Dream works

In a recent posting, I wrote about a vivid long-running dream I’d had,

a murder mystery (never solved) involving art shows in the San Francisco Bay Area, my neighbors in Cambridge MA 50 years ago, the Cape Cod National Seashore, and … Batavia NY. I’ve been having a lot of these dreams in recent weeks, mostly involving blog postings I “work on” in my sleep — on topics that turn out to be entirely illusory, though I can’t help checking the details out when I wake up.

Most of these dream postings are about the analysis of linguistic data, but they are mostly so complex that I can’t retrieve the point when I wake up. But there are some I made notes on, or rehearsed upon awakening.

Here’s one with a clearly linguistic point: a dream about inveterate numbers, a number-theoretic concept I wasn’t aware of before. I dream-busied myself with proving theorems about inveterate numbers until I woke up and discovered there was no such technical term.

I’m guessing that the trigger for this was imperfect numbers, numbers that are not perfect:

In number theory, a perfect number is a positive integer that is equal to the sum of its proper positive divisors, that is, the sum of its positive divisors excluding the number itself [for instance: 6 (= 1 + 2 + 3), 28 (= 1 + 2 + 4 + 7 + 14), 496, 8126] (link)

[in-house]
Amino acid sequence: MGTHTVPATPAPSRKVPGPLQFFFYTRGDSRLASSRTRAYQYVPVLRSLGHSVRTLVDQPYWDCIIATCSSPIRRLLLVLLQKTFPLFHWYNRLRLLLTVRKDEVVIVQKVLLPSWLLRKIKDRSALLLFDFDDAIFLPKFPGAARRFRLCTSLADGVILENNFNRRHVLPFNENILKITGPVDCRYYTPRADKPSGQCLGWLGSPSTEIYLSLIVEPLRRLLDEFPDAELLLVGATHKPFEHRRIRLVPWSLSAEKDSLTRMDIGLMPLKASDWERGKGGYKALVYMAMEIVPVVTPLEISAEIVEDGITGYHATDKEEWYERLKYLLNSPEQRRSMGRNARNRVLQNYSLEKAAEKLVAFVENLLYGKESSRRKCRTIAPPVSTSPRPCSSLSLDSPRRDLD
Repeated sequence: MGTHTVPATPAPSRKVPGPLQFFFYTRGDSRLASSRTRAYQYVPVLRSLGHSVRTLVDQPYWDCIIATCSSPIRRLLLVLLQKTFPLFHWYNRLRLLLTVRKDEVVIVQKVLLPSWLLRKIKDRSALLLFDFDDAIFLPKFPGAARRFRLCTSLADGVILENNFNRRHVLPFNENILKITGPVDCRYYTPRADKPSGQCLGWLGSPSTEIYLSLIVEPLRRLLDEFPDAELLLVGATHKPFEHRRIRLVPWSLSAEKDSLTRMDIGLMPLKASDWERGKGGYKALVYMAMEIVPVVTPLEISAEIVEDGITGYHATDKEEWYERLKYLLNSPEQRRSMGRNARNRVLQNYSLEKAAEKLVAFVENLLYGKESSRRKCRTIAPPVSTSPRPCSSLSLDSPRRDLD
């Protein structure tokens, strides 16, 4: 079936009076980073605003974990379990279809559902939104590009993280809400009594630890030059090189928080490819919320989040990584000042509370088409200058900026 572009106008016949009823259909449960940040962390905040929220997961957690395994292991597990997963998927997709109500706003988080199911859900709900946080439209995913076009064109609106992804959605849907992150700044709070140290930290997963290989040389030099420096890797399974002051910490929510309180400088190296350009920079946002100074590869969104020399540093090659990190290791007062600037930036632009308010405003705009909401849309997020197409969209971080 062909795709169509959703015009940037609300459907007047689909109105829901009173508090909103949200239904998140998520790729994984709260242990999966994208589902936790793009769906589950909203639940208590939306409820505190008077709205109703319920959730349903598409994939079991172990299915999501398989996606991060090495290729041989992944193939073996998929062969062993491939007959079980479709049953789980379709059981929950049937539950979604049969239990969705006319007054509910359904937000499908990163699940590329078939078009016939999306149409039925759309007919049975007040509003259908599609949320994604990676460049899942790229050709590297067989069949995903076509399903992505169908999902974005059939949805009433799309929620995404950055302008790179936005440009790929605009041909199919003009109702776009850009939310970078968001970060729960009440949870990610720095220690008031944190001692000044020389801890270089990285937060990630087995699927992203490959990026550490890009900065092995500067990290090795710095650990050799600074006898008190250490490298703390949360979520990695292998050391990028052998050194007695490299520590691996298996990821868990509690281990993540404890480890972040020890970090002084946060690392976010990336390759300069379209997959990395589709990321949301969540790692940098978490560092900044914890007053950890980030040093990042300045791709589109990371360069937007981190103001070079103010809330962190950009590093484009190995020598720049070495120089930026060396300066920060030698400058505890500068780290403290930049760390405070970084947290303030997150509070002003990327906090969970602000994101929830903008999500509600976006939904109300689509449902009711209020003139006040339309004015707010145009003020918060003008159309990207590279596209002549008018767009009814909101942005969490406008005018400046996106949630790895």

From the same article, more surprising technical terms:

The sum of proper divisors gives various other kinds of numbers. Numbers where the sum is less than the number itself are called deficient, and where it is greater than the number, abundant. These terms, together with perfect itself, come from Greek numerology. A pair of numbers which are the sum of each other’s proper divisors are called amicable, and larger cycles of numbers are called sociable. A positive integer such that every smaller positive integer is a sum of distinct divisors of it is a practical number.

Numbers that aren’t practical are impractical. On the basis of imperfect and impractical numbers, I wondered whether there were impenetrable, impermeable, incompetent, or impervious numbers. But apparently not.

In another dream, I was clambering over rocks with friends in a place that looked a lot like Ithaca, New York. At one point, one of these friends remarked that our friend Melinda regularly gathered with people in a tech group that met in places with outdoor challenges; the most recent gathering was “on the bluffs overlooking Lincoln, Nebraska”. When I woke up I went to verify my recollection that Lincoln was a pretty flat place, with no bluffs. The dreams can be persuasive.


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